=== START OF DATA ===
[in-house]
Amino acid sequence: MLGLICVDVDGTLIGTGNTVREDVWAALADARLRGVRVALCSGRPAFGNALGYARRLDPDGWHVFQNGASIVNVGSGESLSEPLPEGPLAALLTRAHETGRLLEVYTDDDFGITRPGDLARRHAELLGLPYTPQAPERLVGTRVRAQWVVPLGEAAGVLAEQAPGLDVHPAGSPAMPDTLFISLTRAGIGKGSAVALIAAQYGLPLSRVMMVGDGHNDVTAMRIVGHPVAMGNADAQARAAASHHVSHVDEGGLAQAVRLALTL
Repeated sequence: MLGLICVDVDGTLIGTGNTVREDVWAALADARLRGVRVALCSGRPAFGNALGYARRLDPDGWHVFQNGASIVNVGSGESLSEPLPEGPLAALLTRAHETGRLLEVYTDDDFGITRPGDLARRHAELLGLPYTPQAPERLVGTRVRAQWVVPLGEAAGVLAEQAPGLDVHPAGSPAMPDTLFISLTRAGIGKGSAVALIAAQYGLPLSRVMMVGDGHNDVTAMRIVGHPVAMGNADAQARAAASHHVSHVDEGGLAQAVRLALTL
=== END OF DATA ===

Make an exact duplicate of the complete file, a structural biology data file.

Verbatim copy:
[in-house]
Amino acid sequence: MLGLICVDVDGTLIGTGNTVREDVWAALADARLRGVRVALCSGRPAFGNALGYARRLDPDGWHVFQNGASIVNVGSGESLSEPLPEGPLAALLTRAHETGRLLEVYTDDDFGITRPGDLARRHAELLGLPYTPQAPERLVGTRVRAQWVVPLGEAAGVLAEQAPGLDVHPAGSPAMPDTLFISLTRAGIGKGSAVALIAAQYGLPLSRVMMVGDGHNDVTAMRIVGHPVAMGNADAQARAAASHHVSHVDEGGLAQAVRLALTL
Repeated sequence: MLGLICVDVDGTLIGTGNTVREDVWAALADARLRGVRVALCSGRPAFGNALGYARRLDPDGWHVFQNGASIVNVGSGESLSEPLPEGPLAALLTRAHETGRLLEVYTDDDFGITRPGDLARRHAELLGLPYTPQAPERLVGTRVRAQWVVPLGEAAGVLAEQAPGLDVHPAGSPAMPDTLFISLTRAGIGKGSAVALIAAQYGLPLSRVMMVGDGHNDVTAMRIVGHPVAMGNADAQARAAASHHVSHVDEGGLAQAVRLALTL